Most of the union members want their old jobs back, complete with union representation. Having largely been illegally blackballed by casinos in Sparks and Reno, some have not worked a day in three years. Several have lost homes and marriages. One suffered a series of strokes.

The remaining 40 not only serve as inspiration, their court victory comes at an opportune time.

Culinary Union negotiations to represent non-gaming workers at both Hilton Reno properties have reportedly stalled. Protest actions are rumored. At a general meeting in Sparks last Wednesday, the Northern Nevada Central Labor Council passed a strong resolution that Hilton obey the courts.

Maltreatment of its security guards, some of whom had worked at the hotel since 1978, contradicts Hilton attempts to create a good-guy public image. As the Daily Sparks Tribune reported on the front page last Friday, the Reno Hilton made last night's performance of its "Night Beat" show a benefit for Bill Pearce Courtesy Honda mechanic Richard Clay. His insurance won't pay for life-saving cancer treatment.

But Clay's health plan is self-funded by his employer, according to Tribune reporter Willie Albright's story. Management lays the blame at the feet of an independent, third-party administrator. That's merely the company employing a hatchetman to do the dirty work.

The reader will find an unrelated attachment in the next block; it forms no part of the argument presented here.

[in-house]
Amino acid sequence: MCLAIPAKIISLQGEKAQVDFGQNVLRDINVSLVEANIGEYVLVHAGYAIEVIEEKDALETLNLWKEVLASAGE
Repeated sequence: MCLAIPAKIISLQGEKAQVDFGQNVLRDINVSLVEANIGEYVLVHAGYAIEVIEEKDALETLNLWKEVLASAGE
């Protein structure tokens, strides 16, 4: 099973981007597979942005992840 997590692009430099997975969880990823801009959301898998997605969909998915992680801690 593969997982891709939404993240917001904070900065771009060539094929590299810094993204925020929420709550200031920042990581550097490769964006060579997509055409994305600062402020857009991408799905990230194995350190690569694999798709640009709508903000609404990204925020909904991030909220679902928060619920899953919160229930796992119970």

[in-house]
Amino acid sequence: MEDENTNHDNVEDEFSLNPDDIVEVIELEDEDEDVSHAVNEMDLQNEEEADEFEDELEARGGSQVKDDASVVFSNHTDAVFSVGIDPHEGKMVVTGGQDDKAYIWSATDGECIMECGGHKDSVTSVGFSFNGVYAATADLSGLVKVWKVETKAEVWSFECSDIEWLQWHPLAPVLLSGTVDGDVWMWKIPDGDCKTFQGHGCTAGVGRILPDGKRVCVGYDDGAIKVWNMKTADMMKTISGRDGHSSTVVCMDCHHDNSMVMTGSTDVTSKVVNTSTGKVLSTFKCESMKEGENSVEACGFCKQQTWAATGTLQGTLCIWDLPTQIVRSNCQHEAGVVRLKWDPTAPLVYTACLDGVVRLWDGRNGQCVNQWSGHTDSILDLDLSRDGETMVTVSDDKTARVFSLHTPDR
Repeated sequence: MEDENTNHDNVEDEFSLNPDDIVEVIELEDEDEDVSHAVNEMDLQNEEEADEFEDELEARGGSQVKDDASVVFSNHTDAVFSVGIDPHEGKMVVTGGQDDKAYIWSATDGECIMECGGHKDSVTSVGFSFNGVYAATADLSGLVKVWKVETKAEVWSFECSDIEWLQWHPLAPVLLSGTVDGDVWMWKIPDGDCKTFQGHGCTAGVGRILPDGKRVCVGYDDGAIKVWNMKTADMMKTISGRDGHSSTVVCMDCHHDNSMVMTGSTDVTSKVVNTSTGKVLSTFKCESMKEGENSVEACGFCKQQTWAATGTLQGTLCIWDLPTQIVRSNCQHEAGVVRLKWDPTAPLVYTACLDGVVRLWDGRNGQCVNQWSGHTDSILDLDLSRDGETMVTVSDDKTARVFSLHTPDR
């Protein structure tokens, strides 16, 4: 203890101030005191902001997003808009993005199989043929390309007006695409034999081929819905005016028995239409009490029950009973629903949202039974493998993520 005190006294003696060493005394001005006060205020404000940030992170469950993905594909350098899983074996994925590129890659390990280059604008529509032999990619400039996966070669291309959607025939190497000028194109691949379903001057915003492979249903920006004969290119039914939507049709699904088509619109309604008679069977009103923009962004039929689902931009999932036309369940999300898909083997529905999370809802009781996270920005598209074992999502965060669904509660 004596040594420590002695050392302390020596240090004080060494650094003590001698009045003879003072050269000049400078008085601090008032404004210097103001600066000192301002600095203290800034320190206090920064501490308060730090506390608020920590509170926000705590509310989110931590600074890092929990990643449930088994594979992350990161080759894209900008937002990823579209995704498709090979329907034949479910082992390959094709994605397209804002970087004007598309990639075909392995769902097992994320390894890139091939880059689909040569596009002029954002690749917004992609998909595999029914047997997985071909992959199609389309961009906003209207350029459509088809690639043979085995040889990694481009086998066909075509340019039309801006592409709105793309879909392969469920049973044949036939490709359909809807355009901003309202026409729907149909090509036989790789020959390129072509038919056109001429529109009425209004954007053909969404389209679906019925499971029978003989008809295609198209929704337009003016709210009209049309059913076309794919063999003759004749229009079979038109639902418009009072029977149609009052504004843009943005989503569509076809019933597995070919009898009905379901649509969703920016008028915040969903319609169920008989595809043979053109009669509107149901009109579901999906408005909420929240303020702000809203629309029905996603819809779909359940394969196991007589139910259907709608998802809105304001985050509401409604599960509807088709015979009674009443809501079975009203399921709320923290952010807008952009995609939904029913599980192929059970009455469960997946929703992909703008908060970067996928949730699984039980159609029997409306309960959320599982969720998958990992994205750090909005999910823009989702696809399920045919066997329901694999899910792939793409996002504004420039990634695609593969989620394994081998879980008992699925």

Over the past few years, several dealers on Reno's Kietzke Lane automobile row have crushed a series of attempts by their mechanics to unionize. Had such employers been impelled to provide better benefits, perhaps Clay would now be covered by real insurance. Instead, he's seeing lawyers when he should spend time with doctors. He still turns a wrench every day while serving what may turn into a death sentence.

There is no reason for Richard Clay to suffer the same fate as Tom Stubblefield.

Donations for Clay may be made by calling (800) 489-3863. His website is

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© 1982-2003, 2010 Andrew Barbano

Andrew Barbano is a member of Communications Workers of America Local 9413 and editor of Barbwire by Barbano has originated in the Daily Sparks, Nev., Tribune since 1988.